Bulgarian Split Squats – Why & How to do Them
Written by Nichole Kribs
Any type of unilateral work is wildly beneficial for shoring up imbalances and isolating areas that may be prone to injury. The Bulgarian split squat (BSS) is one of our favorite exercises to do just that while developing lower body strength. This exercise can be done in lieu of squats if an injury prevents you from squatting, if you are looking to keep leg strength up while avoiding high percentage work or if you are adding this as accessory work to balance all your bilateral work. Whatever the reason, we love to see athletes doing some variation of BSS.
Over the course of our time coaching athletes, we have seen a variety of ways people set up for this movement so below we will go over (1) an easy ‘how to’ for set up and (2) how to execute this exercise.
How to Set Up for Bulgarian Split Squats
We know this movement can be a bit uncomfortable when getting set up. It may feel awkward and unbalanced when getting into position so below are two foolproof ways to get set up comfortably:
Set Up 1 – Start with your calves against the bench. Now take three steps forward by bringing your heel to toe. This counts as one step. Do this for a total of three steps and you’ll be in a relatively good starting position.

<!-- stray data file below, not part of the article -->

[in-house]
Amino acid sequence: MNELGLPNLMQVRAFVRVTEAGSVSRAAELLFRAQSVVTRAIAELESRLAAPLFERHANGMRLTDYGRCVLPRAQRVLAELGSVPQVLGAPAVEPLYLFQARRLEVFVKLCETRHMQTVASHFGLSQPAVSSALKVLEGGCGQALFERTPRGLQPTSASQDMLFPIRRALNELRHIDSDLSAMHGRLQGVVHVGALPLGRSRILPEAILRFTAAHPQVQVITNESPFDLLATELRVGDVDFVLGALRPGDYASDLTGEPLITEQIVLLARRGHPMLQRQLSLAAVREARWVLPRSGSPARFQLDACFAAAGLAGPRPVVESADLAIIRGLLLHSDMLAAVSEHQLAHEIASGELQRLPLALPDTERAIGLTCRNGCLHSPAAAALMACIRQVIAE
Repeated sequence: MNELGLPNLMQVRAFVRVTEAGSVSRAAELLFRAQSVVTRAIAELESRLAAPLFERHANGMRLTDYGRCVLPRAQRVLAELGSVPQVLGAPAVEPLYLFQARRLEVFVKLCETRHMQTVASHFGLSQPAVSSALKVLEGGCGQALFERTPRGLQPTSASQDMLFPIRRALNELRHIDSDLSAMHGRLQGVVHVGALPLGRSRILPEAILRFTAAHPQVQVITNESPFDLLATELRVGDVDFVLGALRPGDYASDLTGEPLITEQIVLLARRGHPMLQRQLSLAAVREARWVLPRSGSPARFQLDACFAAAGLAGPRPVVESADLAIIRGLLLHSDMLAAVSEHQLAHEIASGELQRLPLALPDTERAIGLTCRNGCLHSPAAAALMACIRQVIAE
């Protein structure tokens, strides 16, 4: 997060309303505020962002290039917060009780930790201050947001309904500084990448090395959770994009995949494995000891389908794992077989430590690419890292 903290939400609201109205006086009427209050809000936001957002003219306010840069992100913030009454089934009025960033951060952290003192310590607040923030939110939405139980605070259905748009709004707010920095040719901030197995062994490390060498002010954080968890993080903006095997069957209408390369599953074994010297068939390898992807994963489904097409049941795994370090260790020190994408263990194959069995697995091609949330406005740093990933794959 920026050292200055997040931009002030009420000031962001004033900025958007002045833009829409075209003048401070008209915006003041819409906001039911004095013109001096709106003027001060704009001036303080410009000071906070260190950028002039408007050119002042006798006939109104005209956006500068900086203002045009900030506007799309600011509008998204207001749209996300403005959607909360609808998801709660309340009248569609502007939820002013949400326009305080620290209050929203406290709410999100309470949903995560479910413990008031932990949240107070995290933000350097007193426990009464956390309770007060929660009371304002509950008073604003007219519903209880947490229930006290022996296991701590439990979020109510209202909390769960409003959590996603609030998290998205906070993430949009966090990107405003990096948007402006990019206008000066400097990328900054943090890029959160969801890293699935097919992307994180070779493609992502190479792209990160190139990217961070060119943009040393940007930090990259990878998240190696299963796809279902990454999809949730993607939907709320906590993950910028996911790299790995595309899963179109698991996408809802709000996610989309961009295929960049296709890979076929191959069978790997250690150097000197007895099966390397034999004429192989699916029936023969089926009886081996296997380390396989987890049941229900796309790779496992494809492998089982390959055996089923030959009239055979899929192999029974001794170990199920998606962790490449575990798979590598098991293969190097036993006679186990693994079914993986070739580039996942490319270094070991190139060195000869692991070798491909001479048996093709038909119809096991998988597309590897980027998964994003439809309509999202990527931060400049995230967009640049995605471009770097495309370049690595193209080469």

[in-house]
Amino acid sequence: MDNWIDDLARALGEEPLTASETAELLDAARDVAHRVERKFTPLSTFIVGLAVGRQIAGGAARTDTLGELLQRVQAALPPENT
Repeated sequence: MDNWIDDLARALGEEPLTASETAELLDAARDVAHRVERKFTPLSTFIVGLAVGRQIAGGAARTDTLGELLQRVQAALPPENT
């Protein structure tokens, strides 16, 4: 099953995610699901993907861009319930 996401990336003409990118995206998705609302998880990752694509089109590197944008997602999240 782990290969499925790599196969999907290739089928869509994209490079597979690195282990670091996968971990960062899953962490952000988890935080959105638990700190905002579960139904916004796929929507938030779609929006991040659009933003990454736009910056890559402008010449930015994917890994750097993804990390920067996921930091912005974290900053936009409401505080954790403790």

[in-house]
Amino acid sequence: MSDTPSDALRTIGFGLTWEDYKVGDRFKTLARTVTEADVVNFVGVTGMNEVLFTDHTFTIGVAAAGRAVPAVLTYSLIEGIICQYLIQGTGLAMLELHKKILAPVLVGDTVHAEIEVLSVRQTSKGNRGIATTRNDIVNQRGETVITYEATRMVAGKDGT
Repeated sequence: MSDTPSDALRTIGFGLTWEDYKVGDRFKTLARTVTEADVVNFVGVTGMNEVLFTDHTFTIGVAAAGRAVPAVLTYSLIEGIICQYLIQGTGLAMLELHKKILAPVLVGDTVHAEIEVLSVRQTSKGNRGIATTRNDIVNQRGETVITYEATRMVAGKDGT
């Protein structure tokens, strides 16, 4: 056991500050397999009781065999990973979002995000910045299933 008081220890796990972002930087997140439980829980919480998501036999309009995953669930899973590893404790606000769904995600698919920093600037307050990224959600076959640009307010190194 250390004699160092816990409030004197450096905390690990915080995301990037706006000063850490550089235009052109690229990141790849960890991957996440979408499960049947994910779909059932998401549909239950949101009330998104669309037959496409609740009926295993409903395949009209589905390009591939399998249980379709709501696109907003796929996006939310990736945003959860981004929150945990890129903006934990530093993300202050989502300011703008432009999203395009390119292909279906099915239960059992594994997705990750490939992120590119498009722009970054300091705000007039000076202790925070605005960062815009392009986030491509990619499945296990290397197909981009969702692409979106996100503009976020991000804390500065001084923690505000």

Set Up 2 – If the bench you are using feels a little too high (pinching or groin pain may result if the bench is too high) or you find that your toe cramps when using the bench then try this variation! You’ll need a barbell, bands and either a foam roller that can slide onto the barbell or a barbell pad. Place the barbell on a rack at about knee height. Slide the foam roller onto the barbell or place the barbell pad in the center of the barbell. Secure the barbell on the rack by using a band to wrap around the barbell and j-peg, locking it in place.
You’ll set up the exact same way as you would when using a bench but instead your back foot will be on a foam roller or barbell pad. Note that the top of the foot is what rests on the foam roller, not the toe, so if your big toe mobility is lacking then this is a great alternative set up.
How to do a Bulgarian Split Squat
Now that you are in a good start position, let’s execute. The BSS can be done unloaded, with weight in a farmer’s carry hold, with weight in a goblet hold, weight vest or with a barbell (front or back loaded). Whatever implement you choose to use, focus on maintaining engagement throughout the midline and keeping the shoulders pinned back. Lower your back knee towards the floor (adhere to the prescribed tempo) and either lightly touch the back knee to an abmat/pad or stop slightly before reaching the floor. Try and keep the torso upright when doing this so the body is going relatively straight down. Push through the front foot as you drive back up, keeping the chest tall. You are basically doing a souped-up version of a standing split squat.
Now go and fill your future with bulgarian split squats so you can get stronger, more balanced and stay injury free!